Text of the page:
You always have a choice.
This in one line was the crux of Mahesh Murthy’s talk on ‘Money management lessons for startups’ at the E-cell Entrepreneurship Summit 2016 organised at IIT Mumbai recently. Mahesh spoke to budding entrepreneurs and starry eyed students from IIT on the dynamics of competition, the fault in skyrocketing valuations, big ass marketing budgets, and the hazards of falling for the lure of big ticket funding rounds. In his typical no-nonsense approach, he laid bare the truths behind building successful companies, without falling into the trap of billion dollar funding rounds.
The Rise Of Dominant Market Shares
Starting with the changing face of competition and dominance, Mahesh stated how instead of competition in the market, it’s actually dominance that has increased. Said Mahesh, “When I was growing up, I used to believe that competition is going to rise in the world. And proof of that was that market shares are very close to each other in any sector you looked at be it autos, pharma, cement. If we look at the world today, and business that have come up in the last 5-10 years, you see an interesting trend. For instance, in the energy drink business, Red Bull has 47% market share, Coke and Pepsi together have 11% market share. In luxury electric cars, Tesla has 98% market share, BMW has 1% and everyone else is 0.xx%. Similarly, if we take women brands, very few brands are close to each other. Zara’s business stands at $21 Bn in sales, almost 10 times larger than Calvin Klein which is $2 Bn. If you come to the digital world from the analog world, say search engines, then Google has 91% share, Bing has 3% and I don’t know who is number 3 and 4.”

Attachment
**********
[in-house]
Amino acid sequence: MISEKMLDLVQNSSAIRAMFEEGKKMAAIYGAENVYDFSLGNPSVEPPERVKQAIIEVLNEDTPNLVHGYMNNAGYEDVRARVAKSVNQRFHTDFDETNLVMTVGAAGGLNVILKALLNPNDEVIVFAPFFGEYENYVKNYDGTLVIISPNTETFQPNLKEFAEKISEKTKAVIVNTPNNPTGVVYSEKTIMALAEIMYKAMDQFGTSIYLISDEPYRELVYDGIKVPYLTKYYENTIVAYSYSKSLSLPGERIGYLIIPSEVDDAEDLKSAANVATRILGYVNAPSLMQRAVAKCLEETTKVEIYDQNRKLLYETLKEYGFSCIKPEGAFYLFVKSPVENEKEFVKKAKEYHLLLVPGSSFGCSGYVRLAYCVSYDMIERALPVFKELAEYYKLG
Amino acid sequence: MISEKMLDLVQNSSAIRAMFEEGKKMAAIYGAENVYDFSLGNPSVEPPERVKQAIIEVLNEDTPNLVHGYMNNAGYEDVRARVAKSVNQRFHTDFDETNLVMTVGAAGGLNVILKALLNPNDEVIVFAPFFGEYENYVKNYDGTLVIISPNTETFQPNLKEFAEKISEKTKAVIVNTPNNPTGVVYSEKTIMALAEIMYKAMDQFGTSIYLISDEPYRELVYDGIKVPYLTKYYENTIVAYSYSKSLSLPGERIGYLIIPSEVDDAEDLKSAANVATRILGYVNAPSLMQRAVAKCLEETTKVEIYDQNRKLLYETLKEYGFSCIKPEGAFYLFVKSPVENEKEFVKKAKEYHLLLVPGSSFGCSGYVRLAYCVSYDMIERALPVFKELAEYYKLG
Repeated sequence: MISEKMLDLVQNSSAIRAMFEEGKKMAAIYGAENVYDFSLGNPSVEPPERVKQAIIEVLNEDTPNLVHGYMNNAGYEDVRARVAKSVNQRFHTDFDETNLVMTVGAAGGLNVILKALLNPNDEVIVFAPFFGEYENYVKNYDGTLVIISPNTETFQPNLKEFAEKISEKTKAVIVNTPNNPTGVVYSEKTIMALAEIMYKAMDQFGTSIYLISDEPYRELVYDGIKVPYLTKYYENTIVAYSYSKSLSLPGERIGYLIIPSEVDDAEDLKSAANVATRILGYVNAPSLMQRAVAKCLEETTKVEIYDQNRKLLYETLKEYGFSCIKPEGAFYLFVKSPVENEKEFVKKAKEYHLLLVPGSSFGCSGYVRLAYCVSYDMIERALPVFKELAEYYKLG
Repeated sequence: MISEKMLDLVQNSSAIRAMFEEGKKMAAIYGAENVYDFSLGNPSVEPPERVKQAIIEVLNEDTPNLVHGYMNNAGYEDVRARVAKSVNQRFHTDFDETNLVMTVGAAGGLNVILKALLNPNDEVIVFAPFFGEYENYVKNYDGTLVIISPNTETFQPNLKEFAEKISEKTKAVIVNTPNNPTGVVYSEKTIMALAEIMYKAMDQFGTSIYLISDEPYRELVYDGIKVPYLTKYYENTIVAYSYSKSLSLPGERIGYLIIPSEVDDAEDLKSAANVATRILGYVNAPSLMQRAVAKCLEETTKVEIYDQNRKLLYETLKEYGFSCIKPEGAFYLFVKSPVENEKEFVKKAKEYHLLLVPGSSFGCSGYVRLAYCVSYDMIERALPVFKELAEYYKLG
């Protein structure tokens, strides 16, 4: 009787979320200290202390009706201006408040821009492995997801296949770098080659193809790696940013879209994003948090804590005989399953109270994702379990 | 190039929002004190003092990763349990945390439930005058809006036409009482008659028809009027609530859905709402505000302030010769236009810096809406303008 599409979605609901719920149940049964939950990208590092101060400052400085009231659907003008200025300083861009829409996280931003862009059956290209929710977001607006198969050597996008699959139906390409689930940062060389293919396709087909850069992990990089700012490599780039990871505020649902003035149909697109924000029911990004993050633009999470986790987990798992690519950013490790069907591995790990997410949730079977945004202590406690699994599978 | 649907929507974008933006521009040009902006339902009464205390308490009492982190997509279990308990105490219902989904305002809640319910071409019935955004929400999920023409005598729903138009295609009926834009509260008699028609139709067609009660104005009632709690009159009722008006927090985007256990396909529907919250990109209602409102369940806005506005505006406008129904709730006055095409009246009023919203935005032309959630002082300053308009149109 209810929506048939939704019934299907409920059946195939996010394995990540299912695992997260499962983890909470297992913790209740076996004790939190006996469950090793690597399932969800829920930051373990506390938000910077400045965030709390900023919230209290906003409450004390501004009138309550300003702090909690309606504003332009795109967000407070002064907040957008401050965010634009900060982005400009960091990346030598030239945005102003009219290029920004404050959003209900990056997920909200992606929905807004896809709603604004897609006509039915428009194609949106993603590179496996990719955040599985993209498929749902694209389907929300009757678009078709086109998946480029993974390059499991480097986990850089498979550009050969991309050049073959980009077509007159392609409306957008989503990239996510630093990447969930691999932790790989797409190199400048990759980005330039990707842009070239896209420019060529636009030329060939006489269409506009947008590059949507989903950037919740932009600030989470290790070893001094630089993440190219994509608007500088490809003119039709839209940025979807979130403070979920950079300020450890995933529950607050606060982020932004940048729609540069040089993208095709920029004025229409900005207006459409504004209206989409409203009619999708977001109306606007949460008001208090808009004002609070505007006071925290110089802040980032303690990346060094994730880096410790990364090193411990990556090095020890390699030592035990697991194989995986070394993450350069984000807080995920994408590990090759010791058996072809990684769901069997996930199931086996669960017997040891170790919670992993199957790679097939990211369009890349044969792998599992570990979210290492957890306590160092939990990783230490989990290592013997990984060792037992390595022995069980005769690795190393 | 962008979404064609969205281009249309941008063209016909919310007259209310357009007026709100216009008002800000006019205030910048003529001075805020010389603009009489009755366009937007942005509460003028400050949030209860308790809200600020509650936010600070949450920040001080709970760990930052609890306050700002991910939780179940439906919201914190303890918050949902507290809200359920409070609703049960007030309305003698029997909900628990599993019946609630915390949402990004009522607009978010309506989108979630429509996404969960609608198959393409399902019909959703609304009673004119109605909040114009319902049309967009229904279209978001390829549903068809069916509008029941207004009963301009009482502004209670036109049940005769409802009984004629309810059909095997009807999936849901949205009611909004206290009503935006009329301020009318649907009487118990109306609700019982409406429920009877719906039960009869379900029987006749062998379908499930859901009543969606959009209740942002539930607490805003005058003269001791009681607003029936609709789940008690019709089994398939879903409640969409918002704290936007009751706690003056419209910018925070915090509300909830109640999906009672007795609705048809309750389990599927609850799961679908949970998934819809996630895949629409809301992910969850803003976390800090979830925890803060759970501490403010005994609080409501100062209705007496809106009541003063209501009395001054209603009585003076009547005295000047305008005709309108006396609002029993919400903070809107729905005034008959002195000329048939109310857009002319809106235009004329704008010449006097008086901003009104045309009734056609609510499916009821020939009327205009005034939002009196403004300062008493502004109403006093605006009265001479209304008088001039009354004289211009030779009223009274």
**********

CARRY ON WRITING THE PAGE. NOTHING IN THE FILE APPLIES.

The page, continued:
He stressed that while once upon a time, one could easily name the top 10 pharma companies in the world or the top 10 auto companies but now it is difficult to even recall the number three search engine now. So, basically while everyone expected competition to go up, it’s in fact the opposite that has happened- dominance has gone up.
He added, “The world’s largest companies now have extraordinarily dominant market share. Say in micro blogging one company Twitter has 100% market share. There’s no rival to it. In mobile chatting, Whatsapp is at 75%, WeChat at 17%, and Viber at 2-3%. This is what I call the era of dominance of dominance.”
The Investor Conundrum
So while market shares now are following a logarithmic rule rather than linear, what does it spell for investors looking to invest in startups? Mahesh very aptly relayed the problem for investors in today’s era of dominance. He said, “10 years ago as an investor, one would be very happy to invest in the number four pharma firm, but now one can’t even invest in the number two search engine because they are not number one. This means that we have come from a point where the world was very forgiving and an entrepreneur could launch a copycat firm to a point where if he is not number 1 or number 2, he doesn’t count.”